Enzyme activities at different stages of plant biomass decomposition in three species of fungus-growing termites

Rafael R. da Costa*, Haofu Hu, Bo Pilgaard, Sabine M. E. Vreeburg, Julia Schückel, Kristine S. K. Pedersen, Stjepan K. Kračun, Peter Kamp Busk, Jesper Harholt, Panagiotis Sapountzis, Lene Lange, Duur K. Aanen, Michael Poulsen

*Corresponding author for this work

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Abstract

Fungus-growing termites rely on the mutualistic fungus Termitomyces and gut microbes for plant biomass degradation. Due to a certain degree of symbiont complementarity, this tripartite symbiosis has evolved as a complex bioreactor, enabling decomposition of nearly any plant polymer, likely contributing to the success of the termites as the main plant decomposers in the Old World. Here we evaluate which plant polymers are decomposed and which enzymes are active during the decomposition process in two major genera of fungus-growing termites. We find a diversity of active enzymes at different stages of decomposition and a consistent decrease in plant components during the decomposition process. Furthermore, our findings are consistent with the hypothesis that termites transport enzymes from the older mature parts of the fungus comb through young worker guts to freshly inoculated plant substrate. However, preliminary fungal RNAseq analyses suggest that this likely transport is supplemented with enzymes produced in situ Our findings support that the maintenance of an external fungus comb, inoculated with an optimal mix of plant material, fungal spores, and enzymes, is likely the key to the extraordinarily efficient plant decomposition in fungus-growing termites.Importance Fungus-growing termites have a substantial ecological footprint in the old world (sub)tropics due to their ability to decompose dead plant material. Through the establishment of an elaborate plant biomass inoculation strategy, and fungal and bacterial enzyme contributions, this farming symbiosis has become an efficient and versatile aerobic bioreactor for plant substrate conversion. Since little is known about what enzymes are expressed, and where they are active at different stages of the decomposition process, we used enzyme assays, transcriptomics and plant content measurements to shed light on how this decomposition of plant substrate is effectively accomplished.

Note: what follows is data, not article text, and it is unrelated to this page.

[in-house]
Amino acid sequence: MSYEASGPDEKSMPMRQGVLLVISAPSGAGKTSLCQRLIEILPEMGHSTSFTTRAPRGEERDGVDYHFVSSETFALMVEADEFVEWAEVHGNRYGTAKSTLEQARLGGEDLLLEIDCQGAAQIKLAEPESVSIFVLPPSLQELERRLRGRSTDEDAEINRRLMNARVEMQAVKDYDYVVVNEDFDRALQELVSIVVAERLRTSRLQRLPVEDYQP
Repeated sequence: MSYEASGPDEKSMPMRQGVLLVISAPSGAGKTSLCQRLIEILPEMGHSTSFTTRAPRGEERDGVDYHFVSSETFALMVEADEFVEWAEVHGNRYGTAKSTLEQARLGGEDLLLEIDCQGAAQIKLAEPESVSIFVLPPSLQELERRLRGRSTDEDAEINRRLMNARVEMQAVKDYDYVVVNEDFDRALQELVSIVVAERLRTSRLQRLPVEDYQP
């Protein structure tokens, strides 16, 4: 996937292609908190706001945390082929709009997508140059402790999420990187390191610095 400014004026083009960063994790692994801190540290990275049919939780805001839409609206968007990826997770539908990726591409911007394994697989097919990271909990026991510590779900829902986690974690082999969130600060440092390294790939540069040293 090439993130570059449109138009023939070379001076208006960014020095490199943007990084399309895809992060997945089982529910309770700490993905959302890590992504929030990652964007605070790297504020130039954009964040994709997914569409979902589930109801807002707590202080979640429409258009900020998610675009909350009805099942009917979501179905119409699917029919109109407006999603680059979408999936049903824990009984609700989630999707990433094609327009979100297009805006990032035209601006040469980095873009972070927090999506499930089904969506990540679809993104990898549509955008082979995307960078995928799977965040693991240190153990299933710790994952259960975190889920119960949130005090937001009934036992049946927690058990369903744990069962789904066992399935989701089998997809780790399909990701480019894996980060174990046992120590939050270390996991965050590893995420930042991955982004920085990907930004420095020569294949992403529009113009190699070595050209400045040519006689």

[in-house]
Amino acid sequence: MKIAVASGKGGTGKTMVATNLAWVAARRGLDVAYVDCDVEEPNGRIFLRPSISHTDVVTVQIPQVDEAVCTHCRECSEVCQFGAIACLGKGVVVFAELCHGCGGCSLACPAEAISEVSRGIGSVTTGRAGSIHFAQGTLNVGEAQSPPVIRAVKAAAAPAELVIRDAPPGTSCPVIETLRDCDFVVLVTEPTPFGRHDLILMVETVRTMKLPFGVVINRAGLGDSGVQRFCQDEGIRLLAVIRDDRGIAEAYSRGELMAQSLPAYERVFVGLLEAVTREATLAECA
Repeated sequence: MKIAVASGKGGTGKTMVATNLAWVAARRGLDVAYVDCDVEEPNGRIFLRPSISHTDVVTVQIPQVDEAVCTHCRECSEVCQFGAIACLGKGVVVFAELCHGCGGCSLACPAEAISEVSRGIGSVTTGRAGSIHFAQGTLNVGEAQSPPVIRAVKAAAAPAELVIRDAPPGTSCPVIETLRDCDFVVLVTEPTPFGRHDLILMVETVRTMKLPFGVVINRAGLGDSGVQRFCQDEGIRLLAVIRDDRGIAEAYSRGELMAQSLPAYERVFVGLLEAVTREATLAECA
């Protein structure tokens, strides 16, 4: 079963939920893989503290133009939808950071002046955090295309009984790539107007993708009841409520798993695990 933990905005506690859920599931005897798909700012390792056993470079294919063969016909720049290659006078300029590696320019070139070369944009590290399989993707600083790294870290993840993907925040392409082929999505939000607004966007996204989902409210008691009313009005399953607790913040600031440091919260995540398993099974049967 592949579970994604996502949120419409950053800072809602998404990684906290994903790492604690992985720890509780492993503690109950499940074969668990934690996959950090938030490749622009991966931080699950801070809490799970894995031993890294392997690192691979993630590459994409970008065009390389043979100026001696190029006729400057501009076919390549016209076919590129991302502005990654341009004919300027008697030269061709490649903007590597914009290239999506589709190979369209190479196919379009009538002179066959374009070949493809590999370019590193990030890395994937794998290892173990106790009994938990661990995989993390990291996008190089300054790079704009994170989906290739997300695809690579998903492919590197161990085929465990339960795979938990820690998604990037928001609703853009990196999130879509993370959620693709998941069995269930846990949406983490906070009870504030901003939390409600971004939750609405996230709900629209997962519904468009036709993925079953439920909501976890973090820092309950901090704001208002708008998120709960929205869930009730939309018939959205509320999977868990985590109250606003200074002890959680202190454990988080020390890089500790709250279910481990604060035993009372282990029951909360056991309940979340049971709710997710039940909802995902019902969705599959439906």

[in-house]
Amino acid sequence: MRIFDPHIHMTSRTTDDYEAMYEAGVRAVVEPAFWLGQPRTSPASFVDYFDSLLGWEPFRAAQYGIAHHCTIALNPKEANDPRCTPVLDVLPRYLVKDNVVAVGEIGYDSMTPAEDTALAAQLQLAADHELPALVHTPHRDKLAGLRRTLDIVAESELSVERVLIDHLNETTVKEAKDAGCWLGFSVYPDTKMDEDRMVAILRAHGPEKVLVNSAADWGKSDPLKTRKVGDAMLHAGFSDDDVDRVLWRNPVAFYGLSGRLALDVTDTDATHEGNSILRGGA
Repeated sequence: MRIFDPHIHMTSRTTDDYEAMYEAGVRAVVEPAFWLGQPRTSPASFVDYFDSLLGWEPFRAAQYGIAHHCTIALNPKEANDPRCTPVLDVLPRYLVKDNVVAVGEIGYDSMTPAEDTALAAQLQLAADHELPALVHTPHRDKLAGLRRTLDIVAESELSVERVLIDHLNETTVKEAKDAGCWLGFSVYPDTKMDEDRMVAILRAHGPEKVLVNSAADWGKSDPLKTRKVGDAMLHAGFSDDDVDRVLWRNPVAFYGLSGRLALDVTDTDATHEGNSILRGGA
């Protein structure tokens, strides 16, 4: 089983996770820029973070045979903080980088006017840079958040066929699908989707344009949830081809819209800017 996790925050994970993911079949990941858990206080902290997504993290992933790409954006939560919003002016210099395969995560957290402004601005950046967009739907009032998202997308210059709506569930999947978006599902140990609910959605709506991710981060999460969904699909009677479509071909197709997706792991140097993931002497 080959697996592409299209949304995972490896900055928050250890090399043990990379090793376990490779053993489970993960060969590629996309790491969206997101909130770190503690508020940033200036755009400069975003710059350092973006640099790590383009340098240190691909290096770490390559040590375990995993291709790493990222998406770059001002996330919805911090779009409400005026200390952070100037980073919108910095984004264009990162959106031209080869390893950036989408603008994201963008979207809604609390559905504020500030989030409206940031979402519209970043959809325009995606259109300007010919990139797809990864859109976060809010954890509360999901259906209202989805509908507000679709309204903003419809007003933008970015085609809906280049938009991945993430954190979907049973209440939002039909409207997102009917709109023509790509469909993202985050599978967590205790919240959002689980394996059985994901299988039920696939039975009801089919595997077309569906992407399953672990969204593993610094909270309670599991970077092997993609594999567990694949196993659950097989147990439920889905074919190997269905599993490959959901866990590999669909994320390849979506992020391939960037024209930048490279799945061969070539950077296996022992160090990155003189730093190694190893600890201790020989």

Original languageEnglish
Article numbere01815-17
JournalApplied and Environmental Microbiology
Volume84
Issue number5
Number of pages46
ISSN0099-2240
DOIs
Publication statusPublished - 2018

Cite this

da Costa, Rafael R. ; Hu, Haofu ; Pilgaard, Bo ; Vreeburg, Sabine M. E. ; Schückel, Julia ; Pedersen, Kristine S. K. ; Kračun, Stjepan K. ; Busk, Peter Kamp ; Harholt, Jesper ; Sapountzis, Panagiotis ; Lange, Lene ; Aanen, Duur K. ; Poulsen, Michael. / Enzyme activities at different stages of plant biomass decomposition in three species of fungus-growing termites. In: Applied and Environmental Microbiology. 2018 ; Vol. 84, No. 5.
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title = "Enzyme activities at different stages of plant biomass decomposition in three species of fungus-growing termites",